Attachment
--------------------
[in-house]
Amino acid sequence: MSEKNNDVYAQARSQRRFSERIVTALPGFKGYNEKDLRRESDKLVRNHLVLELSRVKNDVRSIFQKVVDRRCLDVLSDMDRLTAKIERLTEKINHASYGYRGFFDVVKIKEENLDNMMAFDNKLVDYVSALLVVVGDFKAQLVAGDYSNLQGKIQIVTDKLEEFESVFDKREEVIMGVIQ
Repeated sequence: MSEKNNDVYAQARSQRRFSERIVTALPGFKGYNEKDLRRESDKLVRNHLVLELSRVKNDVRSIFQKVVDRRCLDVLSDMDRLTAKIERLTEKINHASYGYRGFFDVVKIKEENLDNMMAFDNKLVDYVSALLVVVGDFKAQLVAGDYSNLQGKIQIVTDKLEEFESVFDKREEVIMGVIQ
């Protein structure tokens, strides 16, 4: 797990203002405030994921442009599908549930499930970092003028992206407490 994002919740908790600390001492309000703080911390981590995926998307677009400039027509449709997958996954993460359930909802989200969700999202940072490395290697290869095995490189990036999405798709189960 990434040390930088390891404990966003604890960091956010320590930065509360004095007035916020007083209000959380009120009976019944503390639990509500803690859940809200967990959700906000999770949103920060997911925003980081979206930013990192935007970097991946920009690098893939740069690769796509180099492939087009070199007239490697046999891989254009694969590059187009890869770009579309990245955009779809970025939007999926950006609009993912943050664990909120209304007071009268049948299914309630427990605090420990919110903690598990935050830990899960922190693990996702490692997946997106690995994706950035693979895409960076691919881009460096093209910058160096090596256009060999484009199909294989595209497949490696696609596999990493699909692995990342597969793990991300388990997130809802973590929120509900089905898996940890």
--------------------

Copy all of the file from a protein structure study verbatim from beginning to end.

[in-house]
Amino acid sequence: MSEKNNDVYAQARSQRRFSERIVTALPGFKGYNEKDLRRESDKLVRNHLVLELSRVKNDVRSIFQKVVDRRCLDVLSDMDRLTAKIERLTEKINHASYGYRGFFDVVKIKEENLDNMMAFDNKLVDYVSALLVVVGDFKAQLVAGDYSNLQGKIQIVTDKLEEFESVFDKREEVIMGVIQ
Repeated sequence: MSEKNNDVYAQARSQRRFSERIVTALPGFKGYNEKDLRRESDKLVRNHLVLELSRVKNDVRSIFQKVVDRRCLDVLSDMDRLTAKIERLTEKINHASYGYRGFFDVVKIKEENLDNMMAFDNKLVDYVSALLVVVGDFKAQLVAGDYSNLQGKIQIVTDKLEEFESVFDKREEVIMGVIQ
């Protein structure tokens, strides 16, 4: 797990203002405030994921442009599908549930499930970092003028992206407490 994002919740908790600390001492309000703080911390981590995926998307677009400039027509449709997958996954993460359930909802989200969700999202940072490395290697290869095995490189990036999405798709189960 990434040390930088390891404990966003604890960091956010320590930065509360004095007035916020007083209000959380009120009976019944503390639990509500803690859940809200967990959700906000999770949103920060997911925003980081979206930013990192935007970097991946920009690098893939740069690769796509180099492939087009070199007239490697046999891989254009694969590059187009890869770009579309990245955009779809970025939007999926950006609009993912943050664990909120209304007071009268049948299914309630427990605090420990919110903690598990935050830990899960922190693990996702490692997946997106690995994706950035693979895409960076691919881009460096093209910058160096090596256009060999484009199909294989595209497949490696696609596999990493699909692995990342597969793990991300388990997130809802973590929120509900089905898996940890």